Finding The Artist Within: Art Therapy & Eating Disorders

Art Therapy is becoming a powerful and effective coping skill that the eating disorder community has embraced. Art therapy helps and challenges a person to create and to reflect on the process of the art making experience and the art work they create. This process is powerful especially for someone who is suffering from an eating disorder because it helps gain new insight and awareness about themselves and their eating disorder.

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Having worked with the eating disorder population for six years one common thing I have seen is how difficult it can be for so many to express or identify their feelings and thoughts. For many words are not a viable and comfortable outlet for them to use. This is why art therapy can be so powerful. The transformations I have seen in someone who with words alone could not express the pains within, utilize different avenues of art for expression is inspiring. I wanted to share with the world how art therapy can be used to help those who suffer from an eating disorder in their recovery process.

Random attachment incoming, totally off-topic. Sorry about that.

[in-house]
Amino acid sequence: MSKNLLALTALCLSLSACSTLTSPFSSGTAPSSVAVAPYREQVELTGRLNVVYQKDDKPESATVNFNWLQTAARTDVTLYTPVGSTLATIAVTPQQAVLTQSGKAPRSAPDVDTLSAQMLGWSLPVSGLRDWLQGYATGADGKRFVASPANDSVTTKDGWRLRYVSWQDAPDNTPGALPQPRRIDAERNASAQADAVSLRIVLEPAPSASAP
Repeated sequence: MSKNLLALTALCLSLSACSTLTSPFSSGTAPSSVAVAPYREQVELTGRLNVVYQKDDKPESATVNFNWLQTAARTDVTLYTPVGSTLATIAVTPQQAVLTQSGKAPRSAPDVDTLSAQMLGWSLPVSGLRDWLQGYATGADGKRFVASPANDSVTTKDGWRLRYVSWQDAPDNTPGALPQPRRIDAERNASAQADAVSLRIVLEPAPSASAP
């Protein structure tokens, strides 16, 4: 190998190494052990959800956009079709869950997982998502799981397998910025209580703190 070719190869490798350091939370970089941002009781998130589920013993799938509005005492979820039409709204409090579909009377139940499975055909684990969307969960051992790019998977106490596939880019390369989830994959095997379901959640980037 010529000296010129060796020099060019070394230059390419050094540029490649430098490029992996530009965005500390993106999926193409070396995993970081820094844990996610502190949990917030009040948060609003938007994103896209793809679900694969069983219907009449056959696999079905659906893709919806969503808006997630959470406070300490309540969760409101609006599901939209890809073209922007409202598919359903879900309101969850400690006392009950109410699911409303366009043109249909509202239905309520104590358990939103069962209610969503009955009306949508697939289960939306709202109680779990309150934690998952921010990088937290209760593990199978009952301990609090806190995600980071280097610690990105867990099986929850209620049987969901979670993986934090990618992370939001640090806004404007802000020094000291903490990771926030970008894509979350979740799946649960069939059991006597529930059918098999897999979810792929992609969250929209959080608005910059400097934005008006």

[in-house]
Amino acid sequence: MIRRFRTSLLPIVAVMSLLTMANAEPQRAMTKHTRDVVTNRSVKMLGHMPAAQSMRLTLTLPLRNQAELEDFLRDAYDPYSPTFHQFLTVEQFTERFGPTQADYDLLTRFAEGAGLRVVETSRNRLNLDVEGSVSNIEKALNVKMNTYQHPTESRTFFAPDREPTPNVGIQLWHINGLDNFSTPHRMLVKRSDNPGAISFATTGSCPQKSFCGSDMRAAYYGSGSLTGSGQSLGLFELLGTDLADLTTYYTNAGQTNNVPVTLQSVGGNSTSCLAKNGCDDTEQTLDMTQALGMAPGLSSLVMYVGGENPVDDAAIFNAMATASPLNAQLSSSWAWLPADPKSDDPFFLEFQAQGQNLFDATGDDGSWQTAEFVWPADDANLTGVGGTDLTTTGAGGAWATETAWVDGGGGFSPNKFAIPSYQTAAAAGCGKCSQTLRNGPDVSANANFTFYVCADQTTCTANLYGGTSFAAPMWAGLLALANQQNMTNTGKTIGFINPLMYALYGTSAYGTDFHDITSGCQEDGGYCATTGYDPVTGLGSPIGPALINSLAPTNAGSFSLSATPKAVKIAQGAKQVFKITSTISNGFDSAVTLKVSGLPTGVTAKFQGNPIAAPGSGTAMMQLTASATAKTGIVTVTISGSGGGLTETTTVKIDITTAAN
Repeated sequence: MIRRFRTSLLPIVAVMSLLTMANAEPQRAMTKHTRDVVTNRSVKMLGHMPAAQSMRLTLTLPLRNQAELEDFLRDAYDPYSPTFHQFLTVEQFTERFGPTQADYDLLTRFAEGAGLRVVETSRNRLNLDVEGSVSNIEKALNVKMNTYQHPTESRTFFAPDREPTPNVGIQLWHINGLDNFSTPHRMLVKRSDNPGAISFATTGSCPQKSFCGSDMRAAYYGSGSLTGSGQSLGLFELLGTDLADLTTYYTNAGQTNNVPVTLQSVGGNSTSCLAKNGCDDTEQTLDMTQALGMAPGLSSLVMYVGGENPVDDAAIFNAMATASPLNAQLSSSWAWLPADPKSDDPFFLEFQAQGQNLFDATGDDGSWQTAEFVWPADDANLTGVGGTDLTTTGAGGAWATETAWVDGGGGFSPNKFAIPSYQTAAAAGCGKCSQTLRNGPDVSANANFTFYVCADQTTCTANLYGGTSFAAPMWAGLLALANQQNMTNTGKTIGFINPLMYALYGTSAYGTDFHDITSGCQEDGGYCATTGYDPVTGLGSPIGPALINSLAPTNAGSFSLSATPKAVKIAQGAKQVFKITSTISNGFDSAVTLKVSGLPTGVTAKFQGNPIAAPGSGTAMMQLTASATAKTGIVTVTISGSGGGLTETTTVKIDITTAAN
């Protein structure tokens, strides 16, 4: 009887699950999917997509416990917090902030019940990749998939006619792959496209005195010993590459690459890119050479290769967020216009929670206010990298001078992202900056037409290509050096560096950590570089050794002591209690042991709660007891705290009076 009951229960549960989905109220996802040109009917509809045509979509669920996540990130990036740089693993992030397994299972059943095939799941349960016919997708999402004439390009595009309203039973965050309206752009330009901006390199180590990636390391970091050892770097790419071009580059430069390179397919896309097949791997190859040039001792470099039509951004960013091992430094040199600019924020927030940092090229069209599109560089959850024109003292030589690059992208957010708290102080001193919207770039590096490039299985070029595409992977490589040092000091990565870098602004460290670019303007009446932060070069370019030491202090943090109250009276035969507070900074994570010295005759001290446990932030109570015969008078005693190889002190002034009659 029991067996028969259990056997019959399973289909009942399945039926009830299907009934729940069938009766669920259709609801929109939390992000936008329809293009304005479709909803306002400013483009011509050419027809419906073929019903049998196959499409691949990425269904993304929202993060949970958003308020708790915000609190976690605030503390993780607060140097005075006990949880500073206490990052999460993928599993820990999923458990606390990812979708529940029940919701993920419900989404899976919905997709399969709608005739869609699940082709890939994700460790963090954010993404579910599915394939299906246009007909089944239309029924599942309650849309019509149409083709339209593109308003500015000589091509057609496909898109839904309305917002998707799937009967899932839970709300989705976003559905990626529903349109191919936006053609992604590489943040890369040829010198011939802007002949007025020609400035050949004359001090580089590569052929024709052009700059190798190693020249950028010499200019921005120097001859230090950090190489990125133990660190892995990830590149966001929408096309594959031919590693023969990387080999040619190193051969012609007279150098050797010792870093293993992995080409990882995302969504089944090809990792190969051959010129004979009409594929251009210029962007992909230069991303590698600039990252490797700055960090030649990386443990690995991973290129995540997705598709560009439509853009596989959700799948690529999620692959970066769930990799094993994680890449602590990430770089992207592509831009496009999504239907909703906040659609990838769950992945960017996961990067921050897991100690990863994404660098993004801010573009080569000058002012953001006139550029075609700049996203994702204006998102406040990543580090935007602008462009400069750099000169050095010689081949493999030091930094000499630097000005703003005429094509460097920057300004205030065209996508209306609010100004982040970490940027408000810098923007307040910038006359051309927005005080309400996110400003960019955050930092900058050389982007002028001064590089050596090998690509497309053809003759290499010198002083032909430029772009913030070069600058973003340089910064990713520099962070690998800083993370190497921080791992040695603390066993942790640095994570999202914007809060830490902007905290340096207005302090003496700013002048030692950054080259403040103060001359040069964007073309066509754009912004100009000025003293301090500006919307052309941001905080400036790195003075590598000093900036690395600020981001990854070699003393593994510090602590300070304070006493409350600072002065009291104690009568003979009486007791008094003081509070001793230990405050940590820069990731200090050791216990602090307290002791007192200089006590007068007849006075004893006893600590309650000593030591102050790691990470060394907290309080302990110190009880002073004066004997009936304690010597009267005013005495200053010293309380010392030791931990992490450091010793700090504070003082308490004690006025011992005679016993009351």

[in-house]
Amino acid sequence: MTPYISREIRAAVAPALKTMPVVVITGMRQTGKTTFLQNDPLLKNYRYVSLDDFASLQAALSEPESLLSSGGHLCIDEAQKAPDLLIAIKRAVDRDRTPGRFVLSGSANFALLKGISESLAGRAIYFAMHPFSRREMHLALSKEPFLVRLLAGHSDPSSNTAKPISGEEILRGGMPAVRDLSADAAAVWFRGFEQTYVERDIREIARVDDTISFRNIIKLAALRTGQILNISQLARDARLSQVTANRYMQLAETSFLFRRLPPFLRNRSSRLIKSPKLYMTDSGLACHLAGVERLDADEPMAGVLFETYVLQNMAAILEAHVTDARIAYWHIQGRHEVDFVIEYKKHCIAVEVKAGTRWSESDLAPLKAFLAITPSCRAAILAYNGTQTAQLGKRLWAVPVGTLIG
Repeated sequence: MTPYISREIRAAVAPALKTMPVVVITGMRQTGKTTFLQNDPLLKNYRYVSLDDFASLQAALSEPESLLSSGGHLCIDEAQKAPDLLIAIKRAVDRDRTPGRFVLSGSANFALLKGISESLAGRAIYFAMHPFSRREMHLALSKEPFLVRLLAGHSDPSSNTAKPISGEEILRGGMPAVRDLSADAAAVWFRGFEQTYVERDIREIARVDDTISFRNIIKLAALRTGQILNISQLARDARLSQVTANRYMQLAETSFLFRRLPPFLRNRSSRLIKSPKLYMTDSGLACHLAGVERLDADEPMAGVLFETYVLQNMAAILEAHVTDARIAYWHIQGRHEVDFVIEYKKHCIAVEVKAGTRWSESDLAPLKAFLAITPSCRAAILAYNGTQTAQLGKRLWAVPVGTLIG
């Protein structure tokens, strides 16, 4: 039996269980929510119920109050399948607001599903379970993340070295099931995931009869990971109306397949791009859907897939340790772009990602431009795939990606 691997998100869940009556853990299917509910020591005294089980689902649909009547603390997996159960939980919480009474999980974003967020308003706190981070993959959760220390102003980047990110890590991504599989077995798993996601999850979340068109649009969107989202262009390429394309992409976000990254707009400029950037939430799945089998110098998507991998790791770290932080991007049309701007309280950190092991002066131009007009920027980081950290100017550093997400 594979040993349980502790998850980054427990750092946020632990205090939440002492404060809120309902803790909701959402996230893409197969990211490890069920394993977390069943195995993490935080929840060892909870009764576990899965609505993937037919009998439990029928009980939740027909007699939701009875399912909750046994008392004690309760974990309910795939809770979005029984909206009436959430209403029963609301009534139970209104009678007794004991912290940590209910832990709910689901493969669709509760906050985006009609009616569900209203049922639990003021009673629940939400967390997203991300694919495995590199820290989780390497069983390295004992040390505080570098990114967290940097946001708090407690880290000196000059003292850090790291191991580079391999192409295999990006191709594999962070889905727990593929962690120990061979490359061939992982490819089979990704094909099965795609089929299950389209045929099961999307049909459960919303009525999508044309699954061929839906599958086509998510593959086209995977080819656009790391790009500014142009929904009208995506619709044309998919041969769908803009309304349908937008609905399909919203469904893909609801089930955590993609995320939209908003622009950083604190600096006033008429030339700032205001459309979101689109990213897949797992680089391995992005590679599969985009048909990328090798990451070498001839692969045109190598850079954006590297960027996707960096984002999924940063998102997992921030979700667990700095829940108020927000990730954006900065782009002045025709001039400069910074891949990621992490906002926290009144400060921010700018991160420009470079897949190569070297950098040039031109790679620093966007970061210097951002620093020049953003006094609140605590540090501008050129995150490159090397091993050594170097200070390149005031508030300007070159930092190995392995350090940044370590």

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Art Therapy for Bulimia or Binging: